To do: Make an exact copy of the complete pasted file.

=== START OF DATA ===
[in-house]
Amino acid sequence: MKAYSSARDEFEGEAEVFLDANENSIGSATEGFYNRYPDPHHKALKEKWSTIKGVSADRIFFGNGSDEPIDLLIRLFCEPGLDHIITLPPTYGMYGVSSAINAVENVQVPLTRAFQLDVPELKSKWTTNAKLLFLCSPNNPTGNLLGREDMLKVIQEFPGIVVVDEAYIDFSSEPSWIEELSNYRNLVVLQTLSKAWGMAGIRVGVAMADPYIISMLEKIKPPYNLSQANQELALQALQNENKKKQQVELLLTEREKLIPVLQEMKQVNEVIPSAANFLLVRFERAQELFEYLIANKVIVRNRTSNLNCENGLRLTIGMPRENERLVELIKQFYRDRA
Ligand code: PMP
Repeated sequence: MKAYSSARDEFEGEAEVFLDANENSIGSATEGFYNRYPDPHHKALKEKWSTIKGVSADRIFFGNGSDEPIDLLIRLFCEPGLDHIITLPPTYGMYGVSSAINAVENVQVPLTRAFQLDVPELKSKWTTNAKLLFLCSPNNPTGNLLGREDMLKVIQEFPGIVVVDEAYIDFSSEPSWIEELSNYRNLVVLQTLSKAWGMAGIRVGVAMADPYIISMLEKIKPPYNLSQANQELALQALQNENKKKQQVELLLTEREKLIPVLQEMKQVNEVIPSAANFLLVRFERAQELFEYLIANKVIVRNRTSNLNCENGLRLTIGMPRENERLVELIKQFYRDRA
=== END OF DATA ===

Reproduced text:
[in-house]
Amino acid sequence: MKAYSSARDEFEGEAEVFLDANENSIGSATEGFYNRYPDPHHKALKEKWSTIKGVSADRIFFGNGSDEPIDLLIRLFCEPGLDHIITLPPTYGMYGVSSAINAVENVQVPLTRAFQLDVPELKSKWTTNAKLLFLCSPNNPTGNLLGREDMLKVIQEFPGIVVVDEAYIDFSSEPSWIEELSNYRNLVVLQTLSKAWGMAGIRVGVAMADPYIISMLEKIKPPYNLSQANQELALQALQNENKKKQQVELLLTEREKLIPVLQEMKQVNEVIPSAANFLLVRFERAQELFEYLIANKVIVRNRTSNLNCENGLRLTIGMPRENERLVELIKQFYRDRA
Ligand code: PMP
Repeated sequence: MKAYSSARDEFEGEAEVFLDANENSIGSATEGFYNRYPDPHHKALKEKWSTIKGVSADRIFFGNGSDEPIDLLIRLFCEPGLDHIITLPPTYGMYGVSSAINAVENVQVPLTRAFQLDVPELKSKWTTNAKLLFLCSPNNPTGNLLGREDMLKVIQEFPGIVVVDEAYIDFSSEPSWIEELSNYRNLVVLQTLSKAWGMAGIRVGVAMADPYIISMLEKIKPPYNLSQANQELALQALQNENKKKQQVELLLTEREKLIPVLQEMKQVNEVIPSAANFLLVRFERAQELFEYLIANKVIVRNRTSNLNCENGLRLTIGMPRENERLVELIKQFYRDRA